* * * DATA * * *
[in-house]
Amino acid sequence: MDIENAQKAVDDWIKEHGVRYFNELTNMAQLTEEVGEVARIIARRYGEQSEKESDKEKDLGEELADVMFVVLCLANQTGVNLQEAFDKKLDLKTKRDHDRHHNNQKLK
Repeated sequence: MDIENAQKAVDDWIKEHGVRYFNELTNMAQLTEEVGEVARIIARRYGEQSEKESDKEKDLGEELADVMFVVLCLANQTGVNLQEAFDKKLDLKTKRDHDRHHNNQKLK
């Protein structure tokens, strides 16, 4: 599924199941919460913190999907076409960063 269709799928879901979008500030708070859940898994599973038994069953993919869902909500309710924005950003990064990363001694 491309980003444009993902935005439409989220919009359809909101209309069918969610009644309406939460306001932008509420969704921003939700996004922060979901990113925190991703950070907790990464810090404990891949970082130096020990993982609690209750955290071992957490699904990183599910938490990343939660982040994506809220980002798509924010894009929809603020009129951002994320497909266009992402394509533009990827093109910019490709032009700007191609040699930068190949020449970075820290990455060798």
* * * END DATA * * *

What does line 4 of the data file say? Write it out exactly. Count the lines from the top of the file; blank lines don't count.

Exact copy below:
């Protein structure tokens, strides 16, 4: 599924199941919460913190999907076409960063 269709799928879901979008500030708070859940898994599973038994069953993919869902909500309710924005950003990064990363001694 491309980003444009993902935005439409989220919009359809909101209309069918969610009644309406939460306001932008509420969704921003939700996004922060979901990113925190991703950070907790990464810090404990891949970082130096020990993982609690209750955290071992957490699904990183599910938490990343939660982040994506809220980002798509924010894009929809603020009129951002994320497909266009992402394509533009990827093109910019490709032009700007191609040699930068190949020449970075820290990455060798």